Cynthia

CynthiaCynthia and her husband Doug own a small home in Broad Channel, Queens, which was severely damaged during Sandy. The couple hired an engineer who identified structural problems and recommended that the entire house be demolished and rebuilt. But their insurance company disputed the severity of the damage and whether it had all been caused by Sandy. As a result, the couple received only limited funds from their insurance company – not nearly enough to cover the massive repairs.

When they contacted NYLAG in October 2013, Cynthia and Doug were struggling to navigate multiple claims and disputes with their flood insurer and a number of government agencies and recovery programs. NYLAG first reviewed their flood insurance appeal, which had been denied, and determined that it was likely to succeed with revisions. A NYLAG attorney helped the couple prepare a new Proof of Loss and supplemental claim. Within weeks, they received an additional $50,000 from their flood insurer.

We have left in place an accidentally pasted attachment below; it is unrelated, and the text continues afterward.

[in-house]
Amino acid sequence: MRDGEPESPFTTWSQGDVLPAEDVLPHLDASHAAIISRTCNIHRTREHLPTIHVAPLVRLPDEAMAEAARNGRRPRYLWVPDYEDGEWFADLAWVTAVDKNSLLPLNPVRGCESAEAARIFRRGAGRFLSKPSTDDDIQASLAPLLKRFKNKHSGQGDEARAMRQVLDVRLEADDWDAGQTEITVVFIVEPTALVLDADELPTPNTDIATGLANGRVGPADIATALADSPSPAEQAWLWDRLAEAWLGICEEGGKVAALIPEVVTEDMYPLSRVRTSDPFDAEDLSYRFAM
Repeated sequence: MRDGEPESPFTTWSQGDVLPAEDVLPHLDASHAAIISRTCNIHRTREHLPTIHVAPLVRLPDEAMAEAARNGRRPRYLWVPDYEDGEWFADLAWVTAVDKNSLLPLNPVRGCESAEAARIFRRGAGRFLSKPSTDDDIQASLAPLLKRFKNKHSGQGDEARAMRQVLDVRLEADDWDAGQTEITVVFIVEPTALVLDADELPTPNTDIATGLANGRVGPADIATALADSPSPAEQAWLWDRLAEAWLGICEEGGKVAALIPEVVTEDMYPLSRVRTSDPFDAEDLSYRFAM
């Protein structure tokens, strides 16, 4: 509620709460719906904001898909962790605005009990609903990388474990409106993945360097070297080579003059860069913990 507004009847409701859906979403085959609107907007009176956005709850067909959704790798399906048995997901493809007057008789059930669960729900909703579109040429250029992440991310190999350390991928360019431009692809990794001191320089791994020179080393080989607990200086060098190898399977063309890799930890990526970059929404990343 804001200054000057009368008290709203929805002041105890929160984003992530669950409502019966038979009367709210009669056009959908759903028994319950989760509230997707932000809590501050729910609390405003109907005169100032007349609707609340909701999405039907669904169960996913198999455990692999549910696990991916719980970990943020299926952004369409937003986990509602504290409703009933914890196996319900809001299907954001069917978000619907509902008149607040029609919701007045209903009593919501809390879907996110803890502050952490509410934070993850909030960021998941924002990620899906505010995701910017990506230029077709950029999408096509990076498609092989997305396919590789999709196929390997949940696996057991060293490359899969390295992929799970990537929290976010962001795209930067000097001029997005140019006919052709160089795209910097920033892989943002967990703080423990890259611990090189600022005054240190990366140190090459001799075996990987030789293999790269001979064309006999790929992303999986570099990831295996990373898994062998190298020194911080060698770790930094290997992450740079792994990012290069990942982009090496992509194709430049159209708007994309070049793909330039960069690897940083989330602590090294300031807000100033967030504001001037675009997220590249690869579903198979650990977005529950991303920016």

NYLAG also helped Cynthia and Doug take advantage of New York City’s Build it Back program, a fund set up to help communities recover from Sandy. Their initial request for funding had not been approved because Build it Back officials knew that the couple had been approved for a federal government loan shortly after Sandy, although they had never actually drawn down those funds. Based on the approval, Build it Back was assuming they had access to an additional $110,000 in recovery funds. A NYLAG paralegal evaluated their household finances, including their current income, assets and expenses, and determined that they could not actually afford to take the federal loan, as they would never be able to repay it. NYLAG then helped them successfully apply for a financial hardship waiver of the loan. As a result, the Build it Back program recalculated their application, making them eligible for an additional $110,000 in Build it Back funds. Two years after the storm, Cynthia and Doug are waiting for final approvals, and looking forward to finally having the money to rebuild their home, and their lives.